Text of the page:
It also applies to the connection between distributed teams and community. Hybrid work gives people an opportunity to take better care of themselves by freeing up time they’d spend traveling. It allows for a better work-life balance, especially for primary caregivers of children, and it helps employees avoid burnout.
An office is often a noisy environment, so working from home allows you to focus on your work more. On the other hand, working from home also makes collaboration more difficult. You need to balance these.
At Meetup, we currently have people come to the office two days a week, unless they have special circumstances, like caring for an elderly person, health issues, etc. I believe hybrid is helping us build the community, because any time you're present in person, you're spending more of your time in collaborative workspaces strengthening your relationships.
We’re currently working on our new office space. The idea is to create more conference rooms and one-on-one meeting rooms to replace the large open spaces with people sitting at desks. We intend to take advantage of the time in the office to improve collaboration.
We have an event called Eatup. We get everyone a free lunch weekly or biweekly and have everyone get together and eat together at picnic tables. At these events, you see engineers hanging out with marketing people or engineers across different teams building relationships.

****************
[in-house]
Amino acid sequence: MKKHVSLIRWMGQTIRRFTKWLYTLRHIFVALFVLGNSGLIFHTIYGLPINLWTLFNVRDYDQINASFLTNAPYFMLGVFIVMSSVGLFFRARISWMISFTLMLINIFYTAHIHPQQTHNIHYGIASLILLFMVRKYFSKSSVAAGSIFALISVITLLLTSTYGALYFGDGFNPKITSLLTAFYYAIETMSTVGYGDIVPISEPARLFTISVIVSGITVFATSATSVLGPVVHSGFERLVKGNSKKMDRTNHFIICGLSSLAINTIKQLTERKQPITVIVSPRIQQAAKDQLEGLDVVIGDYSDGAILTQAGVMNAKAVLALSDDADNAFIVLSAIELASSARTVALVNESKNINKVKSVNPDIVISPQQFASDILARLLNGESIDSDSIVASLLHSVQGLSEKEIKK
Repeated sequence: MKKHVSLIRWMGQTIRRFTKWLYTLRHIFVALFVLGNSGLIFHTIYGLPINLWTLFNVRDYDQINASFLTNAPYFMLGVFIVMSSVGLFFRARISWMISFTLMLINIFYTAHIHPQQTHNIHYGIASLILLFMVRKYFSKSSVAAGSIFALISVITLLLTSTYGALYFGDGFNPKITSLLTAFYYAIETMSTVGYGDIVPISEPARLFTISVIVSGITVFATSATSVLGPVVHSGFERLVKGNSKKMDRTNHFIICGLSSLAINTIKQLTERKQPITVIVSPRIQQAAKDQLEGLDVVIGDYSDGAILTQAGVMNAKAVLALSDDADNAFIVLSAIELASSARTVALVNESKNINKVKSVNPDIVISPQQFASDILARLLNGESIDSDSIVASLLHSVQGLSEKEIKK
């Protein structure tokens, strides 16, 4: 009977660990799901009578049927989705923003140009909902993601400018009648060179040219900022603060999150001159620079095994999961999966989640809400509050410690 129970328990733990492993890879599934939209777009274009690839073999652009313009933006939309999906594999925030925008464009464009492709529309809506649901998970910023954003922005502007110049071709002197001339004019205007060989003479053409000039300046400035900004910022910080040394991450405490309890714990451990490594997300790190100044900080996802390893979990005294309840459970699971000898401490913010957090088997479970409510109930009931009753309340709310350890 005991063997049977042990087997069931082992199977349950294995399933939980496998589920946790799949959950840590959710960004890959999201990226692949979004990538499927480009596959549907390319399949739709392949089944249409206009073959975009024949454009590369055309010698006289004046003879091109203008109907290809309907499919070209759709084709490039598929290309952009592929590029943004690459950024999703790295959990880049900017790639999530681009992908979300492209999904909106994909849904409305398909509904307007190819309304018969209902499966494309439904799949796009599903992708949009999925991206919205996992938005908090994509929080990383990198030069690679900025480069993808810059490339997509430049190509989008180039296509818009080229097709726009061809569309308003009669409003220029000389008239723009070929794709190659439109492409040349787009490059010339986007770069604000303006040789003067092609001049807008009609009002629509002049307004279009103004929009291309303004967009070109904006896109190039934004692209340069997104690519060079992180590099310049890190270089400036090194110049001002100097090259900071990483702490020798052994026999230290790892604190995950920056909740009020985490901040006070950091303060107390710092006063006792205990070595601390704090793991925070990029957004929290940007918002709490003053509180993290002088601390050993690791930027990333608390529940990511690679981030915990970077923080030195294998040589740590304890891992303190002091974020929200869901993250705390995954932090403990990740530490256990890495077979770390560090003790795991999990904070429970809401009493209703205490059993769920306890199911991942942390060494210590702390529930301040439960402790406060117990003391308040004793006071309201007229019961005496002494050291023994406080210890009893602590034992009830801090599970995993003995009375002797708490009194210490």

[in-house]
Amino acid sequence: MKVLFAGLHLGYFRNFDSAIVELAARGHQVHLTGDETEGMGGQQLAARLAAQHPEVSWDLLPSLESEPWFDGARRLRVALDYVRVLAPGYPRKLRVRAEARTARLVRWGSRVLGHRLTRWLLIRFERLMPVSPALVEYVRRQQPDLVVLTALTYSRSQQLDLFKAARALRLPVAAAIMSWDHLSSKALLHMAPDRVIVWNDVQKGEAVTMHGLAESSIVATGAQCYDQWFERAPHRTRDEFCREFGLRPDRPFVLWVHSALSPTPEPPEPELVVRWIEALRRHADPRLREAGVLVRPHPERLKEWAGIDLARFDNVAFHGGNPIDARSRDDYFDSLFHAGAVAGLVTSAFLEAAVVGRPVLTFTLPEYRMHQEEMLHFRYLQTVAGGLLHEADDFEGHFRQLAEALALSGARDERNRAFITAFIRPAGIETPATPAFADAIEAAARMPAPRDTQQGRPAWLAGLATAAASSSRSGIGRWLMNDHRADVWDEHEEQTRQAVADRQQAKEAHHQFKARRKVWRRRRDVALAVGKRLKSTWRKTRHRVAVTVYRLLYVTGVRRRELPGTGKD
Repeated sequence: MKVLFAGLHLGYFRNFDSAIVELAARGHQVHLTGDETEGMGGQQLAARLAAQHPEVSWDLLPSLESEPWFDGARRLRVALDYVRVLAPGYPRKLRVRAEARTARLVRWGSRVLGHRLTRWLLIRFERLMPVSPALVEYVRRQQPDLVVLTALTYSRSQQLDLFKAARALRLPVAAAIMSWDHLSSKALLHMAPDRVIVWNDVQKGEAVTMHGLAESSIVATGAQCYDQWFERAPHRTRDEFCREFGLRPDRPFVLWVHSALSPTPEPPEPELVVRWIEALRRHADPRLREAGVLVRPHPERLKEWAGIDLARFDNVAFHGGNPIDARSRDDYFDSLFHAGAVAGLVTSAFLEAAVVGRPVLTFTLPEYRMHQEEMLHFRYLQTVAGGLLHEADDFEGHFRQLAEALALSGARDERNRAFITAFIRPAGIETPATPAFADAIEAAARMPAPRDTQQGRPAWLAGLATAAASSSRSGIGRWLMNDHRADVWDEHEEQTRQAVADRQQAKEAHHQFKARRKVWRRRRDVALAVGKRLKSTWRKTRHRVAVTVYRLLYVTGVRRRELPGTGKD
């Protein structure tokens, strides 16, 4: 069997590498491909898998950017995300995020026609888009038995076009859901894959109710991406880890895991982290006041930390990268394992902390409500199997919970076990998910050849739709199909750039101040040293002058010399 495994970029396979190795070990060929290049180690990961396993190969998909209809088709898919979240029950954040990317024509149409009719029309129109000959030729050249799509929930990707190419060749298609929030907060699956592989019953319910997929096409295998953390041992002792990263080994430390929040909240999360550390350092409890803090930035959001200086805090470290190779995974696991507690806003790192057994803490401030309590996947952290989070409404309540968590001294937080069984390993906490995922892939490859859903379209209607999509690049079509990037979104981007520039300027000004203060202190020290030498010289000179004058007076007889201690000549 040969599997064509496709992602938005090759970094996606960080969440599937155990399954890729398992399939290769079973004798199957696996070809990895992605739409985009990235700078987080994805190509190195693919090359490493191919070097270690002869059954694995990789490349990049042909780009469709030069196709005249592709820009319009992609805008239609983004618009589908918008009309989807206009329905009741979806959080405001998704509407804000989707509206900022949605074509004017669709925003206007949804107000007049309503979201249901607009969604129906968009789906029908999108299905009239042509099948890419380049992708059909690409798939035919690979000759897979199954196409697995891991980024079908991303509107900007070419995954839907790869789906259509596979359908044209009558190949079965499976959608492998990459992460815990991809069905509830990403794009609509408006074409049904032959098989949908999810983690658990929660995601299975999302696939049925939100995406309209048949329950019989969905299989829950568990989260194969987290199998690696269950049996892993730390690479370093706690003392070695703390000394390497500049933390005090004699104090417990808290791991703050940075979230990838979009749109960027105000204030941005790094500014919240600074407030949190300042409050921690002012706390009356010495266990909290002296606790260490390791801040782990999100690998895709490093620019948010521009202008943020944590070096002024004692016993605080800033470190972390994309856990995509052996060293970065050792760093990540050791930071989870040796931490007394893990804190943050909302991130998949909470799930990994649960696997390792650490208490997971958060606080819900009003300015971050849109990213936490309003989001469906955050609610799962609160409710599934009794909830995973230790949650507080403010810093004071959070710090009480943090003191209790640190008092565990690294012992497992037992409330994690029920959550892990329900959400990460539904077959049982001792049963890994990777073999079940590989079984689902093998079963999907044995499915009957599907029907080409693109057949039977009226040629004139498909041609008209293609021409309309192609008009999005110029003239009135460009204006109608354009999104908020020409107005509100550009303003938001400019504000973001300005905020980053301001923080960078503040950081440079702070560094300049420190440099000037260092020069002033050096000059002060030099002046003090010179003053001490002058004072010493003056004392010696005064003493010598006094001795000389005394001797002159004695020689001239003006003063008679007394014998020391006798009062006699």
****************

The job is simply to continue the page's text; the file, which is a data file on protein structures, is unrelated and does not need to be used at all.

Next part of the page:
We also have an event called Treatup. This is a similar event, but we get treats for everyone weekly or biweekly at 3:00 PM to get everyone together.
People often quit their jobs over the lack of meaning or the lack of mission. Figure out how the world becomes a better place due to the work of your team and your company. This will help you retain your employees.
The biggest reason people stay at Meetup is our mission. We aim to cure the loneliness epidemic all over the world. Our job is to help our users build connections, and that resonates with a lot of people.
Another example may be Investopedia, where we aimed to educate the world about finance so they avoid making financial mistakes and come out ahead in the long run. It may be less meaningful overall, but it’s still a clear mission for your company and employees.
This level of meaning gives Meetup an unfair competitive advantage when it comes to hiring top talent. Some of our people turn down jobs at Facebook, Apple, and other great tech companies because of the mission that Meetup has. Meaning helps you hire, retain, and motivate great people; all of these are parts of your job as a leader.
Remember, the same mission doesn't resonate with every person.
For example, some people are driven by learning as much as possible. In this case, if part of a company's mission is to help to facilitate learning and personal growth, then emphasize that component of the mission. You can put the emphasis on any part of your mission that a person may be driven by.
Another key to employee retention is creating company values. We have six values at Meetup, and we use them for recruiting, performance reviews, and a lot of different areas.